University of Pittsburgh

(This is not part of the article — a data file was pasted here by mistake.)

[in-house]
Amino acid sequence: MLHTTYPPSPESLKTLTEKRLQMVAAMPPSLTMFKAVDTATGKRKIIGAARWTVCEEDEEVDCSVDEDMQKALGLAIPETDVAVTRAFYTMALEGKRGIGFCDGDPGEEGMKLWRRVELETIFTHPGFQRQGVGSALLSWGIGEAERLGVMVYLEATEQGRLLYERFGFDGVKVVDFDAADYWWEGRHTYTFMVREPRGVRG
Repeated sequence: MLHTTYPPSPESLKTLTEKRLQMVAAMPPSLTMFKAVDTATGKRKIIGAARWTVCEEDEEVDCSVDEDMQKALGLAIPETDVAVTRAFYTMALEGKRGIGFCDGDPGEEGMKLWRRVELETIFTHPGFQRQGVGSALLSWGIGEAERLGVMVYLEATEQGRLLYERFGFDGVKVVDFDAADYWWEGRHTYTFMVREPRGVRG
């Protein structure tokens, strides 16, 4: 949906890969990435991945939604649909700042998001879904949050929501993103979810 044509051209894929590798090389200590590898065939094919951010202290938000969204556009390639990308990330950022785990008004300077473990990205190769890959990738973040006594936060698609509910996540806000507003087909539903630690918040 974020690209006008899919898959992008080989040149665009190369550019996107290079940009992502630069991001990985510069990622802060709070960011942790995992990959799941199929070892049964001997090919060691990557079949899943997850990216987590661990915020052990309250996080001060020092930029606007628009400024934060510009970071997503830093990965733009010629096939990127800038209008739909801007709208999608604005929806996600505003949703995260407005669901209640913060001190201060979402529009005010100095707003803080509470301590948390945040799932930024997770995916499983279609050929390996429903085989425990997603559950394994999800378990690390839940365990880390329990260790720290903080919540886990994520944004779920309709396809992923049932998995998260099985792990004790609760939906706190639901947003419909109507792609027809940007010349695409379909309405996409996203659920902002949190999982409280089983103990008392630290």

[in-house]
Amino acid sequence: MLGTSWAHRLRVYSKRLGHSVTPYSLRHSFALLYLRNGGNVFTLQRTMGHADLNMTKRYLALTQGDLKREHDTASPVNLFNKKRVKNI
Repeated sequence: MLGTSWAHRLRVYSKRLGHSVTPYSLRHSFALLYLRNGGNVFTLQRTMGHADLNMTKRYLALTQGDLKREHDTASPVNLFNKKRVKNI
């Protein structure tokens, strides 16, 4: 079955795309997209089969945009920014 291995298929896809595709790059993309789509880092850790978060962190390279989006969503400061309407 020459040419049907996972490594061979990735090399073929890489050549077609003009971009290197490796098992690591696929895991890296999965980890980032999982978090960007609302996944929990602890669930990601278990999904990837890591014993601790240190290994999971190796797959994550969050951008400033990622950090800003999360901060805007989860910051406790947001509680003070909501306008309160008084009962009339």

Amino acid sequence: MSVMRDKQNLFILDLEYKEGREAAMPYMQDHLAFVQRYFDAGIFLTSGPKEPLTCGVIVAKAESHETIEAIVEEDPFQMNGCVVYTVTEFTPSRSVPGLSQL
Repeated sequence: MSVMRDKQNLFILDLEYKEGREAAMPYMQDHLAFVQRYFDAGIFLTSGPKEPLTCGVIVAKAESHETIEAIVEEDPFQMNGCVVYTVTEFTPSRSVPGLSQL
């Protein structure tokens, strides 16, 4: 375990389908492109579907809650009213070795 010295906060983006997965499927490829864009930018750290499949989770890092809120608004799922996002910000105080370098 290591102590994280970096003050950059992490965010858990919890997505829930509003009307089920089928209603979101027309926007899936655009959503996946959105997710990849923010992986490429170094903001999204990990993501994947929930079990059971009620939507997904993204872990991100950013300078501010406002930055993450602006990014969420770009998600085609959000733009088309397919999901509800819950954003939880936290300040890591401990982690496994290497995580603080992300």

The perennial wildflower, Baptisia australis var. australis (L.) R. Br. is found along only four waterways in Pennsylvania: the Allegheny River, Youghiogheny River, Clarion River, and Red Bank Creek. Because of its limited distribution and small number of extant populations, B. australis var. australis is considered state-threatened in Pennsylvania. In addition, the riparian prairie habitat that Pennsylvania Baptisia australis var. australis is restricted to is also in decline and considered vulnerable in the state. Because of conservation concerns for Baptisia australis var. australis in Pennsylvania, gaining insights into the natural history and genetics of the taxon is useful for conservation practitioners. This project seeks to determine the genetic structure and health of known native populations and apply that information to understanding riparian gene flow, as well as establishing conservation units. Genotyping-by-sequencing (GBS) was used to collect genomic data for use in population genetics analyses. My work synthesizes these data to gain insight into the metapopulation dynamics of this riparian system and examine patterns of gene flow. We found that there are three genetic groups of Baptisia australis var. australis in Pennsylvania, with one of these showing internal genetic structure. This finding can be applied to management units for the taxon. Some Pennsylvania populations are becoming increasingly isolated as well as dwindling in population size, making now an ideal time to collect seeds and facilitate gene flow while levels of inbreeding are relatively low. My research will inform the conservation status of Baptisia australis var. australis in Pennsylvania, as well as clarify lingering uncertainties about gene flow in riparian plant populations.